Opponents celebrated Spencer’s video as a win for their cause. Protesters have sought to shut down his events to keep him from academic platforms that might confer legitimacy to white nationalism.
At Michigan State University last week, anti-fascist protesters marched toward the venue where Spencer planned to speak, intent on keeping his supporters out. Fights quickly broke out, and people were shoved to the ground, punched and pelted with sticks and dirt. Some people wanting to attend Spencer’s speech were forced back. More than 20 people were arrested, most of them people protesting Spencer.
Spencer has been a lightning rod as he seeks to spread his National Policy Institute’s white-nationalist views to the public, while others fight to keep that ideology from a forum that might lend it credibility.
Spencer’s events have exacerbated the same raw tensions that have led to clashes between far-left and far-right extremists at other events across the country. After he led a torchlight march at the University of Virginia that ignited a weekend of violence between white supremacists and protesters in Charlottesville last August, many universities tried to keep Spencer from speaking on campus, citing safety concerns.
Michigan State leaders reluctantly agreed to let Spencer speak after settling a lawsuit brought by one of his supporters.
In the YouTube video, Spencer said he was committed to keeping his views in the public forum but acknowledged that anti-fascist extremists, sometimes known as Antifa, had been successful in preventing people from getting to his events.
At the University of Florida, where the governor declared a state of emergency in the days before Spencer’s visit and the public university spent hundreds of thousands of dollars on security, protesters chanted and shouted down Spencer and other speakers, effectively drowning them out and shutting down the speech.
The idea behind the “college tour was not to inspire pitched battles between our side and the Antifa,” Spencer said. The intent was to go “into the belly of the beast,” “academic Marxist-controlled territory” and introduce “alt-right” ideas to an intellectual debate, he said. What happened at Michigan State was “a near riot” outside the venue, he said. “When they become violent clashes and pitched battles, they aren’t fun,” he said.
“Antifa is winning,” he said, because of its willingness to go to extreme measures to stop the events.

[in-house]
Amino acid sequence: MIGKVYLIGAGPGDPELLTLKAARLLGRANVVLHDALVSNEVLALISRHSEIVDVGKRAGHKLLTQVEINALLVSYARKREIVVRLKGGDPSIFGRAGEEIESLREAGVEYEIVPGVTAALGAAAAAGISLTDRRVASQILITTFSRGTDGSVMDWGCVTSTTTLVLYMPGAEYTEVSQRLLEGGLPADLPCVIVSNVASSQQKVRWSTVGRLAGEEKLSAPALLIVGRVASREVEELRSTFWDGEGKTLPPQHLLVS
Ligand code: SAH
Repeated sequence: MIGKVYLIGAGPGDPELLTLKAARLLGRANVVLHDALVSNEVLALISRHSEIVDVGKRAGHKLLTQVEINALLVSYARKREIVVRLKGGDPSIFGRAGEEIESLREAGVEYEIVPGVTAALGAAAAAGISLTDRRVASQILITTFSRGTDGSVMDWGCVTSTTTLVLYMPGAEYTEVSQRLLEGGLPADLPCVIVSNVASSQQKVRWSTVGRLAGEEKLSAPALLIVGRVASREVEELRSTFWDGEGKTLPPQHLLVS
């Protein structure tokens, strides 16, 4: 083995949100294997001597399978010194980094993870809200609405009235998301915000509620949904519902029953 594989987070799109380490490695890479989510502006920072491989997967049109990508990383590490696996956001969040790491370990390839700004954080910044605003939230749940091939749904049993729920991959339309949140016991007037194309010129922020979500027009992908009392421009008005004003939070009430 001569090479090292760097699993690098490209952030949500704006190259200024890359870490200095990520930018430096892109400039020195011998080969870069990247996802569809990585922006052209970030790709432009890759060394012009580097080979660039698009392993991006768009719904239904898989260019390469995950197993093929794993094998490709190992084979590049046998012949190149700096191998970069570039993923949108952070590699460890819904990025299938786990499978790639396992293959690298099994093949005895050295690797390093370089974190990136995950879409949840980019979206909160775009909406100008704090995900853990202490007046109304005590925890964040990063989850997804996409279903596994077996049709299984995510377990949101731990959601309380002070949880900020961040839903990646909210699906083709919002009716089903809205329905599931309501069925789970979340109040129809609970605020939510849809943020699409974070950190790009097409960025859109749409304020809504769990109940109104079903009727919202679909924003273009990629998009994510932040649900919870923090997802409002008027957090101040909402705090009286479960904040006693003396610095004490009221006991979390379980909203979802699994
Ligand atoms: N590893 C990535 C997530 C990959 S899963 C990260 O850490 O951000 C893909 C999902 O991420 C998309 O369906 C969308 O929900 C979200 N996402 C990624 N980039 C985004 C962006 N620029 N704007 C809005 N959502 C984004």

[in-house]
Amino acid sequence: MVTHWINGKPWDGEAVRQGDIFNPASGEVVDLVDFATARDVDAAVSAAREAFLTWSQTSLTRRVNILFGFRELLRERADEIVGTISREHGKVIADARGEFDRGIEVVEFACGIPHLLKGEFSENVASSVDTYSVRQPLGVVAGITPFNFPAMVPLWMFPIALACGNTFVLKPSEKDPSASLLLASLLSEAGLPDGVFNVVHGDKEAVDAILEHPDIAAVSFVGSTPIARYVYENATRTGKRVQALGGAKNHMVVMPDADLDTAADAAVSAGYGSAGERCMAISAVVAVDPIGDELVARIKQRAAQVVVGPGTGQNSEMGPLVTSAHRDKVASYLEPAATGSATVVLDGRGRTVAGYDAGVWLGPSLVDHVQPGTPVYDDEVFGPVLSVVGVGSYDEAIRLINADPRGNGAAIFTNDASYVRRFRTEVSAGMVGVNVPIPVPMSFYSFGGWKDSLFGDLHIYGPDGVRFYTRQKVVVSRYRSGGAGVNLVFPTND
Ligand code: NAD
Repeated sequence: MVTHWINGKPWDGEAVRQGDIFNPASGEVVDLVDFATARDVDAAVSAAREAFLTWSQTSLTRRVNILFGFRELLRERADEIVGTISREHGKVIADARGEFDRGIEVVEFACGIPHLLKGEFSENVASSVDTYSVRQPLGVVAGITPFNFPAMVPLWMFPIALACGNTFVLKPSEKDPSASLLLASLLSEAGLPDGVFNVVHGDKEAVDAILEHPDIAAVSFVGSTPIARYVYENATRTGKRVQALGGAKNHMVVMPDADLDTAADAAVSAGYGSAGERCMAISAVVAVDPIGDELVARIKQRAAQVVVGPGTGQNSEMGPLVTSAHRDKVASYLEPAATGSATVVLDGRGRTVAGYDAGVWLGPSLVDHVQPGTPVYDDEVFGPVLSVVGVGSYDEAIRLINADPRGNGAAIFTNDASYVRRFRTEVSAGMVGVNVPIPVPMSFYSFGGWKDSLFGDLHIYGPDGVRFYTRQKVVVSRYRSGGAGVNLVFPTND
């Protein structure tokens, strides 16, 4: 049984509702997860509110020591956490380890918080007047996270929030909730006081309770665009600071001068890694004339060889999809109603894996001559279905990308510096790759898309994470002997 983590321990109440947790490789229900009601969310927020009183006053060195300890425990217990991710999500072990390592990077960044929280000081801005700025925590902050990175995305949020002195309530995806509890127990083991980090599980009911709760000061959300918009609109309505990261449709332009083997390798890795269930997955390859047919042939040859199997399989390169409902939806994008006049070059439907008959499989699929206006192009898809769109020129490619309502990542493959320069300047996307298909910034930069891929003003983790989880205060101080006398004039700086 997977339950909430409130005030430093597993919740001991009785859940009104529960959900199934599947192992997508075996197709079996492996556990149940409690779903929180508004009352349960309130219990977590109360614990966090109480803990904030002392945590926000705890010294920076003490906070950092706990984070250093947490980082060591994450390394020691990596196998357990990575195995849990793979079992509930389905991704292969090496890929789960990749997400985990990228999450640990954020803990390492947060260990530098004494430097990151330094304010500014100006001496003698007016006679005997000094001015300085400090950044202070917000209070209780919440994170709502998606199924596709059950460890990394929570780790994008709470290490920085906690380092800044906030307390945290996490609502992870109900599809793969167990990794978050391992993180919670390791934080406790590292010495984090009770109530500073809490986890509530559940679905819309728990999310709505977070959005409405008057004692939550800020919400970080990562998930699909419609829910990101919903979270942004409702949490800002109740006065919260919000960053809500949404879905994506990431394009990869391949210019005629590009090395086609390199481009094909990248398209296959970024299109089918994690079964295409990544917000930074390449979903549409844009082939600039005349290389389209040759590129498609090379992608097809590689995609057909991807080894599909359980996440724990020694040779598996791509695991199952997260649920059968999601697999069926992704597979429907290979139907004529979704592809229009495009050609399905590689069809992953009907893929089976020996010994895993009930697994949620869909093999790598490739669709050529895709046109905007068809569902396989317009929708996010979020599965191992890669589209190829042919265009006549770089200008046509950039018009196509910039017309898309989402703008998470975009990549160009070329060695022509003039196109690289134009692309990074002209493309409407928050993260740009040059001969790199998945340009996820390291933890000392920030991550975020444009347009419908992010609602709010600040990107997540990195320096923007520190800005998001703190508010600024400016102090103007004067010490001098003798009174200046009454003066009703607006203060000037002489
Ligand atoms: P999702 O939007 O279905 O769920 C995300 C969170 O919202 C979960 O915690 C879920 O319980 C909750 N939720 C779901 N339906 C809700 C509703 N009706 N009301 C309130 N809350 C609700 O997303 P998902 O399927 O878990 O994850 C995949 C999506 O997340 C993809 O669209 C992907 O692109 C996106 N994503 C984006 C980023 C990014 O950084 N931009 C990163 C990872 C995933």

Stop Spencer at Michigan State University, which had rallied people to march and keep supporters out of the speech, welcomed Spencer’s video, sharing it on social media.
Pete Johnson, a former MSU graduate student who helped organize the protest, said he was encouraged by Spencer’s video, and that their protests had been successful. He said it was important for Stop Spencer at Michigan State University to disrupt the event to avoid giving Spencer’s cause a platform, any sense of legitimacy and an opportunity to build the movement. He said it was “community self-defense,” and said their efforts were successful in keeping people who might be curious away from the event.
It’s not just that Spencer’s ideas are despicable, Johnson said; it was important to prevent the spread of those ideas at a time when some people feel emboldened by the rise of white-supremacist thinking in the country.
Asked if the violence directed at Spencer supporters was appropriate, Johnson said, “The self-defense efforts were effective. In that sense, it was appropriate.”
Spencer said Monday he will find different methods to speak on campuses. “We can’t name the place and time if the police refuse to do their job with regard to Antifa,” he said.
The University of Michigan has agreed to allow Spencer to speak if an event can be held safely, but no potential dates are being considered before the summer break.
Rick Fitzgerald, a spokesman for the University of Michigan, said he and other officials at the school had seen Spencer’s video, “which still was a bit vague on next steps. We have no updates to report from U-M.”